(Pictured: Andrew Barnes)
By Greg Bright*
Australasian Wealth Investments (AWI) last week transformed itself from an LIC – it started life as the Fat Prophets listed vehicle – into a traditional listed company after shareholders voted to remove the management company.
As previously announced, most of the former investment portfolio has been cleaned out, allowing the new management to concentrate on a small range of financial services businesses, the largest investments to date being a 49 per cent interest in van Eyk Research and its multi-manager funds known as Blueprint, and Perpetual New Zealand.
The main difference between the new structure and the LIC is that it gives all shareholders the same power according to their holdings, rather than having a management company calling the shots off at the side. The sharemarket should like this. In fact, the sharemarket already likes the story, with the company raising $10 million in a private placement at 35c in August and then another $14.1 million in a rights issue at the same price in October. The last sale price last week was 49c.
The story which has moved the market is that the company (with the annoying stock code AWK) is not looking to do a standard roll-up of various financial services businesses and then aim to reduce costs through aggregation. The new chairman, Andrew Barnes, and chief executive, Ben Heap, gave a post-shareholder meeting briefing last week in which they provided more detail about their strategy.
The core themes are digital distribution to the SMSF market, using research as a complement, a funds management platform (Blueprint) and some unspecified trustee and super services. The digital distribution part is InvestSmart, acquired from Fairfax for $7 million in July. The key here is that it is run by Ron Hodge, who started the business in the dot-com boom and later sold it to Fairfax. He decided to buy it back because the media company was “not looking after my baby”, he says.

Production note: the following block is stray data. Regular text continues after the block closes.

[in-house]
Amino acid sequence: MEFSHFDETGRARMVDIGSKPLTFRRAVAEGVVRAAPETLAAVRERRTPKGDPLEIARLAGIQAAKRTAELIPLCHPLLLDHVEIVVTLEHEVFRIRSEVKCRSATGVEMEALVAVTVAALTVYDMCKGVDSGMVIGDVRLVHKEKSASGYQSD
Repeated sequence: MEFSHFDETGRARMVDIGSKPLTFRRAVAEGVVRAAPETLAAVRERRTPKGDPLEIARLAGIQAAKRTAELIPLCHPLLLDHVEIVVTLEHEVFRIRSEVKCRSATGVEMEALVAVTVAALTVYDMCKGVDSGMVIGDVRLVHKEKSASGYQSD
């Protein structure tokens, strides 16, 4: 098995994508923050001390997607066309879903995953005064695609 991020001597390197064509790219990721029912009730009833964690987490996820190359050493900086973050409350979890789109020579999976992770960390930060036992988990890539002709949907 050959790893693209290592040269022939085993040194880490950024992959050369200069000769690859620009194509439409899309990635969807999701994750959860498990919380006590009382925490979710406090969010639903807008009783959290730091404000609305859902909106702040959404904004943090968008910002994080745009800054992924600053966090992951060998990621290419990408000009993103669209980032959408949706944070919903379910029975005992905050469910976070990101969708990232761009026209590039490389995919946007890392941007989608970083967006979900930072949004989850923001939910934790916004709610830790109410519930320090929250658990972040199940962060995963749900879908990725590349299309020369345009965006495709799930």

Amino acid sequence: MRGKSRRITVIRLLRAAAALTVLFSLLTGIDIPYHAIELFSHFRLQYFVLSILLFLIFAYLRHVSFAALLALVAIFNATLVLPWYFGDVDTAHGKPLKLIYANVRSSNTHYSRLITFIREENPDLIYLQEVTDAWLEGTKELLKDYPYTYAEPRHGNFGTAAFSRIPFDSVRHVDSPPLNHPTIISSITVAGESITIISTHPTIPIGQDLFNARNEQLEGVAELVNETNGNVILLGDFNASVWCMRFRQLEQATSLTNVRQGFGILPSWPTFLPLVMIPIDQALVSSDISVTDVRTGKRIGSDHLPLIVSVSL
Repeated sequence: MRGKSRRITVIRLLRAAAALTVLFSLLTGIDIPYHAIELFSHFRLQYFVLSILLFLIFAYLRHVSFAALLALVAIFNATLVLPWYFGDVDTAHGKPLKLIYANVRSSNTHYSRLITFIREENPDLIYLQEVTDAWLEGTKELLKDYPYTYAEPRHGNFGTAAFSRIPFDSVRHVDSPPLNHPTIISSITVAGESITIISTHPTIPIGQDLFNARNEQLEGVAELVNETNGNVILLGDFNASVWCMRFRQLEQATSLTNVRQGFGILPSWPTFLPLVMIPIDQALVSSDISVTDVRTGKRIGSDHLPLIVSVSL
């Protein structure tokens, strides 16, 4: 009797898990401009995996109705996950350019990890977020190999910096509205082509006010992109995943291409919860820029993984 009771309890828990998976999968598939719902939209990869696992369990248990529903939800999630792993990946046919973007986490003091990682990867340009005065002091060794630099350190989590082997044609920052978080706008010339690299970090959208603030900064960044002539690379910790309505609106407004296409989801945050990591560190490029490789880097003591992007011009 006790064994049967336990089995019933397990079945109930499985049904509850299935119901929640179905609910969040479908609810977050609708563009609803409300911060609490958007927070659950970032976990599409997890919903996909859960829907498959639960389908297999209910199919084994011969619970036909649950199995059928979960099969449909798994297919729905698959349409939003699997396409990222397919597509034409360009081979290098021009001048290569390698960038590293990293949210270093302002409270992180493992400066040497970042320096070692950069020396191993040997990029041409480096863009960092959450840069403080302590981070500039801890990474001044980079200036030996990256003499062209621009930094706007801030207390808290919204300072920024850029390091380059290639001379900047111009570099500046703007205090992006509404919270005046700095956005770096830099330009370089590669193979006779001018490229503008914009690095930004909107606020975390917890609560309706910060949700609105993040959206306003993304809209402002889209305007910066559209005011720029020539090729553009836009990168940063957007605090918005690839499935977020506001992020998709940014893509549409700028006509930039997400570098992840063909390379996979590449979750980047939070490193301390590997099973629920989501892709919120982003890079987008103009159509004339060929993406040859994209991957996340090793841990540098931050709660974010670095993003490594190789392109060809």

In their presentation, Barnes and Heap said that AWI would own up to 100 per cent of a small number of distinct businesses. They would like to buy a majority of van Eyk in time, which has several other shareholders, the largest of which is interests associated with Mark Thomas, the chief executive, who has been with the research firm for more than 20 years.
They also want to back a range of start-ups in the financial services space and will form a new company or business unit, AWI Ventures, in the new year. This will invest small amounts – up to $100,000 each – in about 10 start-ups over the next 12-18 months. The managers describe this as “outsourcing their R&D” by providing a future pipeline of innovations. It is based on a US venture model from a company called ‘Y Combinator’, which takes a large number of very small bets on start-ups each year.
AWI already has a small investment in SelfWealth, which is aiming to build a community of SMSF trustees and their advisors and includes the novel “crowd-sourced” equity portfolio construction.
The wisdom of crowds is an established psychological phenomenon whereby, somehow, the median views of a large number of people will often be more accurate than the single views even of experts. Whether this works with investments is unclear given the commonly held view that investors will usually be better off betting against the herd. Subscribers to SelfWealth are able to compare their portfolios with those of their peers and communicate with each other.
*Greg Bright, the editor, is also an independent director of Pyne Gould Corporation, which currently retains a minority economic interest in van Eyk and was the previous owner of Perpetual NZ.